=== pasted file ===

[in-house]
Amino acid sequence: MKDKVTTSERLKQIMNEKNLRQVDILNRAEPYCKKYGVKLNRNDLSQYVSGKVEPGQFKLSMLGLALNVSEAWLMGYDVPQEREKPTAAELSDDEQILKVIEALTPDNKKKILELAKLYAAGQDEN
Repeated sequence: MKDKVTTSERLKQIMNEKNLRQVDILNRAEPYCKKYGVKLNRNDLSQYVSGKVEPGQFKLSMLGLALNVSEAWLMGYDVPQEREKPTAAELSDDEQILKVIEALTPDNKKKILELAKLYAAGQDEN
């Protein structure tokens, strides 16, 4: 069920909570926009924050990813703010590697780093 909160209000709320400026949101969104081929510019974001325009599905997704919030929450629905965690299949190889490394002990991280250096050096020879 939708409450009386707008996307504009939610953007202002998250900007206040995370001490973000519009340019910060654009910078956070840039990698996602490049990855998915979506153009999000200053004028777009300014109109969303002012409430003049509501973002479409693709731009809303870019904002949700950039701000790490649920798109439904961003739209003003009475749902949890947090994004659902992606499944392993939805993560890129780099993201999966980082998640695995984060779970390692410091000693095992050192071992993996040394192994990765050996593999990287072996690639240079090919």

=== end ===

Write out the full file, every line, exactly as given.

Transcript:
[in-house]
Amino acid sequence: MKDKVTTSERLKQIMNEKNLRQVDILNRAEPYCKKYGVKLNRNDLSQYVSGKVEPGQFKLSMLGLALNVSEAWLMGYDVPQEREKPTAAELSDDEQILKVIEALTPDNKKKILELAKLYAAGQDEN
Repeated sequence: MKDKVTTSERLKQIMNEKNLRQVDILNRAEPYCKKYGVKLNRNDLSQYVSGKVEPGQFKLSMLGLALNVSEAWLMGYDVPQEREKPTAAELSDDEQILKVIEALTPDNKKKILELAKLYAAGQDEN
């Protein structure tokens, strides 16, 4: 069920909570926009924050990813703010590697780093 909160209000709320400026949101969104081929510019974001325009599905997704919030929450629905965690299949190889490394002990991280250096050096020879 939708409450009386707008996307504009939610953007202002998250900007206040995370001490973000519009340019910060654009910078956070840039990698996602490049990855998915979506153009999000200053004028777009300014109109969303002012409430003049509501973002479409693709731009809303870019904002949700950039701000790490649920798109439904961003739209003003009475749902949890947090994004659902992606499944392993939805993560890129780099993201999966980082998640695995984060779970390692410091000693095992050192071992993996040394192994990765050996593999990287072996690639240079090919």